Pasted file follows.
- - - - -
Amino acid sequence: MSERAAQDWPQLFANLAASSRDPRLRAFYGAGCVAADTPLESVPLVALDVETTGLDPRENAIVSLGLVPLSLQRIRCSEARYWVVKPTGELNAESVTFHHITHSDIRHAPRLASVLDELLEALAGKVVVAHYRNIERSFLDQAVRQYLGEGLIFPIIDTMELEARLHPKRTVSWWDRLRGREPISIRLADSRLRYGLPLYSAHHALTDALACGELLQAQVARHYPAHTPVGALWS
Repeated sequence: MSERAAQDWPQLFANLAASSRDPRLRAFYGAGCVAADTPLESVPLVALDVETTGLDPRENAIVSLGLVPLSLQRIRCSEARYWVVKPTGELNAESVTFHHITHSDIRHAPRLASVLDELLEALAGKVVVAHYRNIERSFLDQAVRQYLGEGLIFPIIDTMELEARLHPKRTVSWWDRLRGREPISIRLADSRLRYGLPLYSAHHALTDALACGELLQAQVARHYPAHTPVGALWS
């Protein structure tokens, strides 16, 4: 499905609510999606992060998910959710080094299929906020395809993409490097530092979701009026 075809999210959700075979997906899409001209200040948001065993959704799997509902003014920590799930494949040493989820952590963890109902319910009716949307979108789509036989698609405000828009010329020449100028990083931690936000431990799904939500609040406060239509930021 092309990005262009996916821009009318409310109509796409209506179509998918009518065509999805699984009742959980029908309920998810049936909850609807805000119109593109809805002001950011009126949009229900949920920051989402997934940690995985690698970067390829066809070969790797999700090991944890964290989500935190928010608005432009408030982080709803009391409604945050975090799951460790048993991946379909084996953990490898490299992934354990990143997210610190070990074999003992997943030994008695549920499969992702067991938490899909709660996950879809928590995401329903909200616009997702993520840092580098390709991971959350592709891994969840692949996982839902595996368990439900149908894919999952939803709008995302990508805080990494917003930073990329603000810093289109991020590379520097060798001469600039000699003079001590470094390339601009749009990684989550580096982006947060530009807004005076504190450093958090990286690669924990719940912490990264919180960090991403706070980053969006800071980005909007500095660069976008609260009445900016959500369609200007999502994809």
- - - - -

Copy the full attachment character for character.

Amino acid sequence: MSERAAQDWPQLFANLAASSRDPRLRAFYGAGCVAADTPLESVPLVALDVETTGLDPRENAIVSLGLVPLSLQRIRCSEARYWVVKPTGELNAESVTFHHITHSDIRHAPRLASVLDELLEALAGKVVVAHYRNIERSFLDQAVRQYLGEGLIFPIIDTMELEARLHPKRTVSWWDRLRGREPISIRLADSRLRYGLPLYSAHHALTDALACGELLQAQVARHYPAHTPVGALWS
Repeated sequence: MSERAAQDWPQLFANLAASSRDPRLRAFYGAGCVAADTPLESVPLVALDVETTGLDPRENAIVSLGLVPLSLQRIRCSEARYWVVKPTGELNAESVTFHHITHSDIRHAPRLASVLDELLEALAGKVVVAHYRNIERSFLDQAVRQYLGEGLIFPIIDTMELEARLHPKRTVSWWDRLRGREPISIRLADSRLRYGLPLYSAHHALTDALACGELLQAQVARHYPAHTPVGALWS
């Protein structure tokens, strides 16, 4: 499905609510999606992060998910959710080094299929906020395809993409490097530092979701009026 075809999210959700075979997906899409001209200040948001065993959704799997509902003014920590799930494949040493989820952590963890109902319910009716949307979108789509036989698609405000828009010329020449100028990083931690936000431990799904939500609040406060239509930021 092309990005262009996916821009009318409310109509796409209506179509998918009518065509999805699984009742959980029908309920998810049936909850609807805000119109593109809805002001950011009126949009229900949920920051989402997934940690995985690698970067390829066809070969790797999700090991944890964290989500935190928010608005432009408030982080709803009391409604945050975090799951460790048993991946379909084996953990490898490299992934354990990143997210610190070990074999003992997943030994008695549920499969992702067991938490899909709660996950879809928590995401329903909200616009997702993520840092580098390709991971959350592709891994969840692949996982839902595996368990439900149908894919999952939803709008995302990508805080990494917003930073990329603000810093289109991020590379520097060798001469600039000699003079001590470094390339601009749009990684989550580096982006947060530009807004005076504190450093958090990286690669924990719940912490990264919180960090991403706070980053969006800071980005909007500095660069976008609260009445900016959500369609200007999502994809």